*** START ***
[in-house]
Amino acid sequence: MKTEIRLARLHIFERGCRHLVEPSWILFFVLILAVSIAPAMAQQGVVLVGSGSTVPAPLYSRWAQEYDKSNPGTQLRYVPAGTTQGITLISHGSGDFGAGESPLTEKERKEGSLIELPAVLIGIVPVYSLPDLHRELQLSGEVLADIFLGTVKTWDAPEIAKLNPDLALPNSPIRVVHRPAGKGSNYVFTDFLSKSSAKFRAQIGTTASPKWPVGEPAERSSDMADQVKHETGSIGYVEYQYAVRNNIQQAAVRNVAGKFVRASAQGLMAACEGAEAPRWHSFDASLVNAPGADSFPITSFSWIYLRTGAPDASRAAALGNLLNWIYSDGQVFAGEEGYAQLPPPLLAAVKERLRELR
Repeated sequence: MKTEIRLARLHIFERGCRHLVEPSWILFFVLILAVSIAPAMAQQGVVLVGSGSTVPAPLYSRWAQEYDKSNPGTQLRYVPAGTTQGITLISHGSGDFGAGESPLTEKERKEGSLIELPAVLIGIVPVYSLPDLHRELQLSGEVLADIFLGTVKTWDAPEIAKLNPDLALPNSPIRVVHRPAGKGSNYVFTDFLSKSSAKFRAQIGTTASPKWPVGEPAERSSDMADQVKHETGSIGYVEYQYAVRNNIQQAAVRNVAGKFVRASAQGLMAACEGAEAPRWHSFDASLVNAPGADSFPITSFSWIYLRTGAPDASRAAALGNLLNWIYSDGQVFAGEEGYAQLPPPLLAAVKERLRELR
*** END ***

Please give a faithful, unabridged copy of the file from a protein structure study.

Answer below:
[in-house]
Amino acid sequence: MKTEIRLARLHIFERGCRHLVEPSWILFFVLILAVSIAPAMAQQGVVLVGSGSTVPAPLYSRWAQEYDKSNPGTQLRYVPAGTTQGITLISHGSGDFGAGESPLTEKERKEGSLIELPAVLIGIVPVYSLPDLHRELQLSGEVLADIFLGTVKTWDAPEIAKLNPDLALPNSPIRVVHRPAGKGSNYVFTDFLSKSSAKFRAQIGTTASPKWPVGEPAERSSDMADQVKHETGSIGYVEYQYAVRNNIQQAAVRNVAGKFVRASAQGLMAACEGAEAPRWHSFDASLVNAPGADSFPITSFSWIYLRTGAPDASRAAALGNLLNWIYSDGQVFAGEEGYAQLPPPLLAAVKERLRELR
Repeated sequence: MKTEIRLARLHIFERGCRHLVEPSWILFFVLILAVSIAPAMAQQGVVLVGSGSTVPAPLYSRWAQEYDKSNPGTQLRYVPAGTTQGITLISHGSGDFGAGESPLTEKERKEGSLIELPAVLIGIVPVYSLPDLHRELQLSGEVLADIFLGTVKTWDAPEIAKLNPDLALPNSPIRVVHRPAGKGSNYVFTDFLSKSSAKFRAQIGTTASPKWPVGEPAERSSDMADQVKHETGSIGYVEYQYAVRNNIQQAAVRNVAGKFVRASAQGLMAACEGAEAPRWHSFDASLVNAPGADSFPITSFSWIYLRTGAPDASRAAALGNLLNWIYSDGQVFAGEEGYAQLPPPLLAAVKERLRELR